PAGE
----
Twitter is Going to Clean Up Nudity and Unwanted Sexu
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Twitter is Going to Clean Up Nudity and Unwanted Sexual Advances on Its Users

Twitter will no longer tolerate “non-consensual nudity, Unwanted sexual advances, Violence and hate” on Twitter

Twitter is Going to Clean Up Nudity and Unwanted Sexual Advances on Its Users

In the light of Twitter’s temporary suspension of the global boycott of McGowan’s Twitter account, women across the world came in revolt through #WomenBoycottTwitter. Immediately, Twitter CEO Jack Dorsey came to the platform’s rescue with tweetstorm promising sweeping changes. We finally have a closer insight into these changes which are “rolling out in the weeks ahead.” In an email sent to Twitter’s Trust and Safety Council, the company has released several updates on the existing policies.

 

 

Non-consensual nudity

Twitter is expanding its definition of Non-consensual nudity which now includes upskirt imagery, “creep shots,” and hidden camera content- posting content as this will now receive a stronger attention from Twitter and once the user is confirmed to post such content intentionally to defile a person/ few/ community, their account will be permanently suspended immediately. Reporting these issues will also undergo modifications which are yet to be clarified.

{IRP}

Unwanted sexual advances

Unlike before when Twitter generally allowed Pornographic content and faced the issue of differentiating unwanted sexual advances from pornography. To eliminate this confusion, the platform will impose stronger vigilance on the ambiguity of certain sexual advances with features like block, mute, etc.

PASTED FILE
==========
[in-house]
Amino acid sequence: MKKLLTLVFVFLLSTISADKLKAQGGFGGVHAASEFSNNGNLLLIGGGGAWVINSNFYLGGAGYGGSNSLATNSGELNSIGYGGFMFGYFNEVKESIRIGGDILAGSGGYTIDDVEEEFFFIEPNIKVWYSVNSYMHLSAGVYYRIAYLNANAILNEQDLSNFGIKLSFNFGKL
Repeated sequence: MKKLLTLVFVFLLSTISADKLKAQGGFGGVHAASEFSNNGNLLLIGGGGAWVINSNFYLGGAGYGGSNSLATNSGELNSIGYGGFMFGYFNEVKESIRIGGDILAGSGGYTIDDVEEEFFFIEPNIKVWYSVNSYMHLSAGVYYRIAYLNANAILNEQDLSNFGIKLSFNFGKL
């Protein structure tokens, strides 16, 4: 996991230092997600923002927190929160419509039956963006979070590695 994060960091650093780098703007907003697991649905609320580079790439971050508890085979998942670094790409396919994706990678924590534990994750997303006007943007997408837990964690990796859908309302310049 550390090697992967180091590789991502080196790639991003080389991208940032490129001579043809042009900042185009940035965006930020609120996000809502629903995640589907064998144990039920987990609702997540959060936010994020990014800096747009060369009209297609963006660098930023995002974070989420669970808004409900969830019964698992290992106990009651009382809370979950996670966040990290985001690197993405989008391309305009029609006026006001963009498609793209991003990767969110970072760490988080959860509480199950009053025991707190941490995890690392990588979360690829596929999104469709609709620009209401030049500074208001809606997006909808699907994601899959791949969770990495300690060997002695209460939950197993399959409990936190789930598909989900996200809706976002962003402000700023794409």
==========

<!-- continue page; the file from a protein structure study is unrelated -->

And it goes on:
Hate, Violent groups and tweets glorifying the same will now be considered as sensitive media but what Twitter policies against the issues ( someone giving you a death threat) are yet marked under a promise of “more details to come.”

The company ensures that women’s safety on Twitter is at its highest priority as it executes daily meetings for the upcoming updates. With companies based on user content, editorial oversight is an everyday issue but its time for Twitter to sweep up the mess created by its malicious users. The social media platform has been notoriously infamous for cyber bullying and violent organizations to promote their agendas on Twitter, mainly because of the company’s lukewarm filter policies, however, the latest update has come as a ray of hope for Twitter users across the world.

{IRP}

Here’s the full email, first reported by Wired.

Dear Trust & Safety Council members,

I’d like to follow up on Jack’s Friday night Tweetstorm about upcoming policy and enforcement changes. Some of these have already been discussed with you via previous conversations about the Twitter Rules update. Others are the result of internal conversations that we had throughout last week.

Here’s some more information about the policies Jack mentioned as well as a few other updates that we’ll be rolling out in the weeks ahead.

Non-consensual nudity

Current approach

  • We treat people who are the original, malicious posters of non-consensual nudity the same as we do people who may unknowingly Tweet the content. In both instances, people are required to delete the Tweet(s) in question and are temporarily locked out of their accounts. They are permanently suspended if they post non-consensual nudity again.

Updated approach

  • We will immediately and permanently suspend any account we identify as the original poster/source of non-consensual nudity and/or if a user makes it clear they are intentionally posting said content to harass their target.
  • We will do a full account review whenever we receive a Tweet-level report about non-consensual nudity. If the account appears to be dedicated to posting non-consensual nudity then we will suspend the entire account immediately.